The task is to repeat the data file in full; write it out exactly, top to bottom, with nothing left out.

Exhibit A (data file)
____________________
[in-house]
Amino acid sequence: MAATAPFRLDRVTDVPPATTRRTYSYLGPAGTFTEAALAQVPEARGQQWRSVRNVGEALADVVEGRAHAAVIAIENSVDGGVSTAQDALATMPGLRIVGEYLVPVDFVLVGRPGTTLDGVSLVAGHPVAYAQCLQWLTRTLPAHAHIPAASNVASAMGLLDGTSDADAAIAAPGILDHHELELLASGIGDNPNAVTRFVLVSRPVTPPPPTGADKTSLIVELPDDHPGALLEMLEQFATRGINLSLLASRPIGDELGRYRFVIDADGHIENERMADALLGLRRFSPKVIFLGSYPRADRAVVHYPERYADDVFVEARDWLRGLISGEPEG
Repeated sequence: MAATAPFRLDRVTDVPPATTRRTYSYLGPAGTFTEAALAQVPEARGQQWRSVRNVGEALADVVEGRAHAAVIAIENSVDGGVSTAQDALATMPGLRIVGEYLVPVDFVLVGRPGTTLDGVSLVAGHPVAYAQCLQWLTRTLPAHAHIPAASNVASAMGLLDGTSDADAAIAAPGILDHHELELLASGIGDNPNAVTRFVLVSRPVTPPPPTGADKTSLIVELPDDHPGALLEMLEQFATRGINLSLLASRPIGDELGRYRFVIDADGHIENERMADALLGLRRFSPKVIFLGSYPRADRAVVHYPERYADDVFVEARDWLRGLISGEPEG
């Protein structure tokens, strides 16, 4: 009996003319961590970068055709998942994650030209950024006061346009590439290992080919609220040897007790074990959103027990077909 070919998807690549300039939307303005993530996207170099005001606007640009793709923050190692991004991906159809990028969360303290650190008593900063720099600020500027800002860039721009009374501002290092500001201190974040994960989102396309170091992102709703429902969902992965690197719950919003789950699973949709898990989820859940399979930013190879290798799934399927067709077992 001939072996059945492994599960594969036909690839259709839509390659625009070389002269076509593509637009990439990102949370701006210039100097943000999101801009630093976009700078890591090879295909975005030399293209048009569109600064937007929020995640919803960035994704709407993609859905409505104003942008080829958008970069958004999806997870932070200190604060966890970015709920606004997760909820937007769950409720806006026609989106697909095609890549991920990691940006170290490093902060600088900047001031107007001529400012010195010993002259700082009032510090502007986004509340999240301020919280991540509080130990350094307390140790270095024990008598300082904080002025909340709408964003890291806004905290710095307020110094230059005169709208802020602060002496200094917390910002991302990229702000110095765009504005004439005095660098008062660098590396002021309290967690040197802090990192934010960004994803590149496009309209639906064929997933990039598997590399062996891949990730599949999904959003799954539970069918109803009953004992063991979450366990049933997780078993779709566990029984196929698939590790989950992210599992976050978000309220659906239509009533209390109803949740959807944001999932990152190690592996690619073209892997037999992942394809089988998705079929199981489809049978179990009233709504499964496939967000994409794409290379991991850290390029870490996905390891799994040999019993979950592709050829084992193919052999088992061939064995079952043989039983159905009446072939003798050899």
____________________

[in-house]
Amino acid sequence: MAATAPFRLDRVTDVPPATTRRTYSYLGPAGTFTEAALAQVPEARGQQWRSVRNVGEALADVVEGRAHAAVIAIENSVDGGVSTAQDALATMPGLRIVGEYLVPVDFVLVGRPGTTLDGVSLVAGHPVAYAQCLQWLTRTLPAHAHIPAASNVASAMGLLDGTSDADAAIAAPGILDHHELELLASGIGDNPNAVTRFVLVSRPVTPPPPTGADKTSLIVELPDDHPGALLEMLEQFATRGINLSLLASRPIGDELGRYRFVIDADGHIENERMADALLGLRRFSPKVIFLGSYPRADRAVVHYPERYADDVFVEARDWLRGLISGEPEG
Repeated sequence: MAATAPFRLDRVTDVPPATTRRTYSYLGPAGTFTEAALAQVPEARGQQWRSVRNVGEALADVVEGRAHAAVIAIENSVDGGVSTAQDALATMPGLRIVGEYLVPVDFVLVGRPGTTLDGVSLVAGHPVAYAQCLQWLTRTLPAHAHIPAASNVASAMGLLDGTSDADAAIAAPGILDHHELELLASGIGDNPNAVTRFVLVSRPVTPPPPTGADKTSLIVELPDDHPGALLEMLEQFATRGINLSLLASRPIGDELGRYRFVIDADGHIENERMADALLGLRRFSPKVIFLGSYPRADRAVVHYPERYADDVFVEARDWLRGLISGEPEG
């Protein structure tokens, strides 16, 4: 009996003319961590970068055709998942994650030209950024006061346009590439290992080919609220040897007790074990959103027990077909 070919998807690549300039939307303005993530996207170099005001606007640009793709923050190692991004991906159809990028969360303290650190008593900063720099600020500027800002860039721009009374501002290092500001201190974040994960989102396309170091992102709703429902969902992965690197719950919003789950699973949709898990989820859940399979930013190879290798799934399927067709077992 001939072996059945492994599960594969036909690839259709839509390659625009070389002269076509593509637009990439990102949370701006210039100097943000999101801009630093976009700078890591090879295909975005030399293209048009569109600064937007929020995640919803960035994704709407993609859905409505104003942008080829958008970069958004999806997870932070200190604060966890970015709920606004997760909820937007769950409720806006026609989106697909095609890549991920990691940006170290490093902060600088900047001031107007001529400012010195010993002259700082009032510090502007986004509340999240301020919280991540509080130990350094307390140790270095024990008598300082904080002025909340709408964003890291806004905290710095307020110094230059005169709208802020602060002496200094917390910002991302990229702000110095765009504005004439005095660098008062660098590396002021309290967690040197802090990192934010960004994803590149496009309209639906064929997933990039598997590399062996891949990730599949999904959003799954539970069918109803009953004992063991979450366990049933997780078993779709566990029984196929698939590790989950992210599992976050978000309220659906239509009533209390109803949740959807944001999932990152190690592996690619073209892997037999992942394809089988998705079929199981489809049978179990009233709504499964496939967000994409794409290379991991850290390029870490996905390891799994040999019993979950592709050829084992193919052999088992061939064995079952043989039983159905009446072939003798050899």